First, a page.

Republicans in the North Carolina Senate have reversed course on Medicaid expansion, moving Wednesday to expand health care coverage to hundreds of thousands more people.
The GOP in the General Assembly have opposed expanding Medicaid in North Carolina since it became possible during the Obama administration with the Affordable Care Act.
“We must do something to improve health care, especially expand access and lower costs,” Senate Pro Tem Phil Berger said Wednesday. “We need coverage in North Carolina for the working poor.”
The Affordable Care Act, also known as Obamacare, gave federal funding for states that chose to expand Medicaid coverage for more people.
The law faced numerous legislative and legal challenges, but most provisions in the law have survived in the dozen years since it was enacted.
Berger said he has been one of the most vocal opponents of Medicaid expansion in North Carolina over the past decade. But things have changed.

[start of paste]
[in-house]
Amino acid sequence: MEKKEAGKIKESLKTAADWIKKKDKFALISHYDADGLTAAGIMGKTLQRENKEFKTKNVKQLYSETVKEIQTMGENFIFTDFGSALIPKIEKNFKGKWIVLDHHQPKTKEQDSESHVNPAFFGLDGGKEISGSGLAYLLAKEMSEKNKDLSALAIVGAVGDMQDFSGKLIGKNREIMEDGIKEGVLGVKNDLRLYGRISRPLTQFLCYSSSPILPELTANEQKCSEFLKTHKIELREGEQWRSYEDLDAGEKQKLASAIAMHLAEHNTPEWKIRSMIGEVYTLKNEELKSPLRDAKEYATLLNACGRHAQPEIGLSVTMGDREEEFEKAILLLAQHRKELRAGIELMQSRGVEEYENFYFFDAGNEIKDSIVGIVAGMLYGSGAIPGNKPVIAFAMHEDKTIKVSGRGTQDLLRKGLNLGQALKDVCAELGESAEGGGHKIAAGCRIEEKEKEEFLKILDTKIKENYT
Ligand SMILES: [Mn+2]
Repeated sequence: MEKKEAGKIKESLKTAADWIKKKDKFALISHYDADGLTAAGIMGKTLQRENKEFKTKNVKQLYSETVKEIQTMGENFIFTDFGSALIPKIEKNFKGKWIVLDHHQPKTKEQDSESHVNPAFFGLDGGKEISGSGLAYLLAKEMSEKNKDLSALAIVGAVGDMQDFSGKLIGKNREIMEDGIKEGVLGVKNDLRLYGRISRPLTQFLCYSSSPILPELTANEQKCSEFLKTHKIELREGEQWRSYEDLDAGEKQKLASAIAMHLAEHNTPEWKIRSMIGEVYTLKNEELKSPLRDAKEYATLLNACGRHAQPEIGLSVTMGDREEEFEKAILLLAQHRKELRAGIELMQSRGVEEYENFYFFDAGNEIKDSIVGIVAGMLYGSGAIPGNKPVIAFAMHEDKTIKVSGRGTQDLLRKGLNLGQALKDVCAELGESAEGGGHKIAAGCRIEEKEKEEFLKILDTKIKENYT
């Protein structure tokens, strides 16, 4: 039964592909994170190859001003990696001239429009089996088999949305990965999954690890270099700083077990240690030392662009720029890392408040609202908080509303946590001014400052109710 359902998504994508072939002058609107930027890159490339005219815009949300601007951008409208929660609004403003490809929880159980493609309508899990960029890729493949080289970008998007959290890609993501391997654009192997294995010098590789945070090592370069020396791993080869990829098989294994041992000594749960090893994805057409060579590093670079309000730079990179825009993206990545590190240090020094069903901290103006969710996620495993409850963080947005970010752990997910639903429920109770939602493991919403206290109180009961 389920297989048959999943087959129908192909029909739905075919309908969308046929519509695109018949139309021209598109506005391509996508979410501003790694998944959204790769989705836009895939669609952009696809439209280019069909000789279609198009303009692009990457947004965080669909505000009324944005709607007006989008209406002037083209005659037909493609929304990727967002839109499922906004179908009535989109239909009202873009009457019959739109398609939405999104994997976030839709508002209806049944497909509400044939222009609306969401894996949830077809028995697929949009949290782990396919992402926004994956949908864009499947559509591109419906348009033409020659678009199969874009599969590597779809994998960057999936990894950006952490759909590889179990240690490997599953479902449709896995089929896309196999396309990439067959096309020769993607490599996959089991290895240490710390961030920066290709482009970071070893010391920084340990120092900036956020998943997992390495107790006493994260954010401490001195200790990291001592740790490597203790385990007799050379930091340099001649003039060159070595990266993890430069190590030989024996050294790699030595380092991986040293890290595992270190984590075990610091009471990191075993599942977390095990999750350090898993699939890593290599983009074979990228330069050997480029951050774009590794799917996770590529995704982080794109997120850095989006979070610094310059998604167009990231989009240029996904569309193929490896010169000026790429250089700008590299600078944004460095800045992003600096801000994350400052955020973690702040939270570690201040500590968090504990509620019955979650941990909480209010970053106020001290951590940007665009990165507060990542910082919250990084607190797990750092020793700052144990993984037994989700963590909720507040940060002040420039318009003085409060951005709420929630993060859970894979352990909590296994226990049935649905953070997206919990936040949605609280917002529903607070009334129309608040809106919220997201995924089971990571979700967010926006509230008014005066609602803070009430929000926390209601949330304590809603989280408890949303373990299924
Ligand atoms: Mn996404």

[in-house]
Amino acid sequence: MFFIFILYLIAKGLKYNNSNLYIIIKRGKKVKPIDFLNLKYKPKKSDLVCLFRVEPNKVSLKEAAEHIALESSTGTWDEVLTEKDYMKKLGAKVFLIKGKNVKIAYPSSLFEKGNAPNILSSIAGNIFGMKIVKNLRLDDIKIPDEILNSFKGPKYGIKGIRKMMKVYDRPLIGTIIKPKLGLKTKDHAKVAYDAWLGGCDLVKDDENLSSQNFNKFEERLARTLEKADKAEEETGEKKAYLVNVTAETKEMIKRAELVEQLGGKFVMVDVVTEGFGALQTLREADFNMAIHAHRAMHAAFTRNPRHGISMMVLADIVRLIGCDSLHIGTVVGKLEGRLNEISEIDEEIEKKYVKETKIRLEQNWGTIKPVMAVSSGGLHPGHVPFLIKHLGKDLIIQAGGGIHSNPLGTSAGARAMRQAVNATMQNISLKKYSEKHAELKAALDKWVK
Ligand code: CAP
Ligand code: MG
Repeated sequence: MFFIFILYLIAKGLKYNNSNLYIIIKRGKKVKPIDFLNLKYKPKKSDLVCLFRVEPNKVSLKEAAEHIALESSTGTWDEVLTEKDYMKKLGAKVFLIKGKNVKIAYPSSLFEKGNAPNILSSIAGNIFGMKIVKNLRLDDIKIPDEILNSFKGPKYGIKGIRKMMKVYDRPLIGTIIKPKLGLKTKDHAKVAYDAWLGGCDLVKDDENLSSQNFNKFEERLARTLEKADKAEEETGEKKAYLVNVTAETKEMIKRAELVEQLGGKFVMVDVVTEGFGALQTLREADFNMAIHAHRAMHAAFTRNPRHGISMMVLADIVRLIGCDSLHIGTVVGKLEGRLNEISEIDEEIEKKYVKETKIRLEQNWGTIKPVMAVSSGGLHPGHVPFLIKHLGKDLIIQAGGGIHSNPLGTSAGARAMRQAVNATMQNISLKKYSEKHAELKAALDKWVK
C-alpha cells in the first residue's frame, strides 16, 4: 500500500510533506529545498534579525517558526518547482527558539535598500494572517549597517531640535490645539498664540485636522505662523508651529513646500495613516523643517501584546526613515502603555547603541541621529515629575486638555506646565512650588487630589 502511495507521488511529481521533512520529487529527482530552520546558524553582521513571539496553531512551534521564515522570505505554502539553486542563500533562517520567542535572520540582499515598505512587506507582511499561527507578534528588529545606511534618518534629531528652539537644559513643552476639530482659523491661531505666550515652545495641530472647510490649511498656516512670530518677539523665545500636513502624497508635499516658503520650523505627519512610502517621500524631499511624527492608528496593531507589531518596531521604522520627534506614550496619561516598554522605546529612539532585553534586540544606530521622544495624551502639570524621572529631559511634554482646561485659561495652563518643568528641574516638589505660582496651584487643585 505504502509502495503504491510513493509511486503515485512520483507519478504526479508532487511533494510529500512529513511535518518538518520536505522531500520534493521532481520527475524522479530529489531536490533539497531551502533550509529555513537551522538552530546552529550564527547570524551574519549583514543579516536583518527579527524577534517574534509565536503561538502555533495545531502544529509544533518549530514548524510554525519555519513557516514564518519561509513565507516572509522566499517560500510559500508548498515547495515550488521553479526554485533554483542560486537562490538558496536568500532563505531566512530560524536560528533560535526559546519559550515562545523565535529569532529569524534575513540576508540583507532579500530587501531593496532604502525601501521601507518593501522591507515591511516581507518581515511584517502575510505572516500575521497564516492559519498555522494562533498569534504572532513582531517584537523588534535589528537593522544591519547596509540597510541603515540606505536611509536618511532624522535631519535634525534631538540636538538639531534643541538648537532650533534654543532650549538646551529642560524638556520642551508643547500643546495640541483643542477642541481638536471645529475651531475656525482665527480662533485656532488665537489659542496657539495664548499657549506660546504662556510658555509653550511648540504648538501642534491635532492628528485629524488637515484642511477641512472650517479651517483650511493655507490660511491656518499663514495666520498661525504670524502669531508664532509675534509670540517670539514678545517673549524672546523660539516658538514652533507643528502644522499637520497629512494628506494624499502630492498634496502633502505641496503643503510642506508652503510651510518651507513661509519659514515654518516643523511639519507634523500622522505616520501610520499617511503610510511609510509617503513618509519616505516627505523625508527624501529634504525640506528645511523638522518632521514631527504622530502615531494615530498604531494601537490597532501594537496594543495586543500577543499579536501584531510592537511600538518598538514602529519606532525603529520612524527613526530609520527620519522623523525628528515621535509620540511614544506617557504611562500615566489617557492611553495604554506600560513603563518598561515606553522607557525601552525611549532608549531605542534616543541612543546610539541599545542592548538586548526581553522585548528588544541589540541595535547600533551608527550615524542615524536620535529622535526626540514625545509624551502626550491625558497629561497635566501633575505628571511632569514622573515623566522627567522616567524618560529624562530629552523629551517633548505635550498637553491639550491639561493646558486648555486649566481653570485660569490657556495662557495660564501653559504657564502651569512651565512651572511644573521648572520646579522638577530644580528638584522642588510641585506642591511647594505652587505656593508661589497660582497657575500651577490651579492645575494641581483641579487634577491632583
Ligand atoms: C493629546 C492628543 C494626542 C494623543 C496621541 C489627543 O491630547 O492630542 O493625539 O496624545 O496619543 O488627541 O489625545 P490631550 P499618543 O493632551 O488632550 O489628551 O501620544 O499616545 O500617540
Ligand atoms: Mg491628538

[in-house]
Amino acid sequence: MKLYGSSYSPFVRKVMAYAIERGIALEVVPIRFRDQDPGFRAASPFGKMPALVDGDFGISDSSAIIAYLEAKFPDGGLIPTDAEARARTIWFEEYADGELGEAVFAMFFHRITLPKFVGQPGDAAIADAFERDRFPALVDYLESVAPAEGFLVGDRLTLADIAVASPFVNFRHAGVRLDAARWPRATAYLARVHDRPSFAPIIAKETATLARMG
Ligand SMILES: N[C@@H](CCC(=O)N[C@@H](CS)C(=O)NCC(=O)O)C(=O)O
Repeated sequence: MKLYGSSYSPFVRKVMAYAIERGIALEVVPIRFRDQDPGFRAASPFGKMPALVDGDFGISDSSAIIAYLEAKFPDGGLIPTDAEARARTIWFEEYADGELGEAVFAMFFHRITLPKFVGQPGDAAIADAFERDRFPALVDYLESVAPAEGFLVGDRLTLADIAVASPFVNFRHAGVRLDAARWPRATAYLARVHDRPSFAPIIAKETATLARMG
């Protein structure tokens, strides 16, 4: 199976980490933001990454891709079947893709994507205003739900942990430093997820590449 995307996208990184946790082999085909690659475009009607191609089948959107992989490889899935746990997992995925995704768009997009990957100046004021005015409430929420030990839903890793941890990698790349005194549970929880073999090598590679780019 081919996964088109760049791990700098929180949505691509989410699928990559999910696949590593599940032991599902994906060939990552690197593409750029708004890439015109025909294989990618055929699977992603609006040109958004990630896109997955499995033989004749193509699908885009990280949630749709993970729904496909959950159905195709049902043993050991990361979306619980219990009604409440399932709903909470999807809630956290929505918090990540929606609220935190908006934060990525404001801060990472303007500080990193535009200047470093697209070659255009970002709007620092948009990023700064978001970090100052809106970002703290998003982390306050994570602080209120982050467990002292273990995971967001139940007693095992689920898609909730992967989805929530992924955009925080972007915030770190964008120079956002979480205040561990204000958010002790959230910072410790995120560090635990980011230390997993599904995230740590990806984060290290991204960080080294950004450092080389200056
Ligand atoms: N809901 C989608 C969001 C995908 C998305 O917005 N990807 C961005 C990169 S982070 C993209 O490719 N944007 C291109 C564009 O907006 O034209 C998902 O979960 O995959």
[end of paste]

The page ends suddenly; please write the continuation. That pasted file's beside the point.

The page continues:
“Medicaid expansion has evolved to a point where it is now good fiscal policy,” he said in a news conference Wednesday, flanked by Republican colleagues at the General Assembly.
The Medicaid expansion proposal comes as an amendment to what originally was a bill to expand telehealth services.
The draft does a lot more than expand who is eligible for Medicaid. It includes a work requirement. It reforms the state’s “certificate of need” statutes, which essentially dictate what hospitals can build and where. It also allows nurses with advanced training to prescribe medications and creates requirements for telehealth.
The Medicaid expansion bill would extend health care to hundreds of thousands of people in North Carolina, Republican leaders in the North Carolina Senate said.
The bill would give coverage to any adults 18 to 64 who make up to 138% of the federal poverty level. That would be $18,754 for a single adult and $38,295 for a family of four.
North Carolina’s Medicaid expansion proposal has a work requirement for recipients, with some exceptions for people with disabilities or caring for young children. But there’s still a question on whether states are allowed to build a work requirement into getting on Medicaid.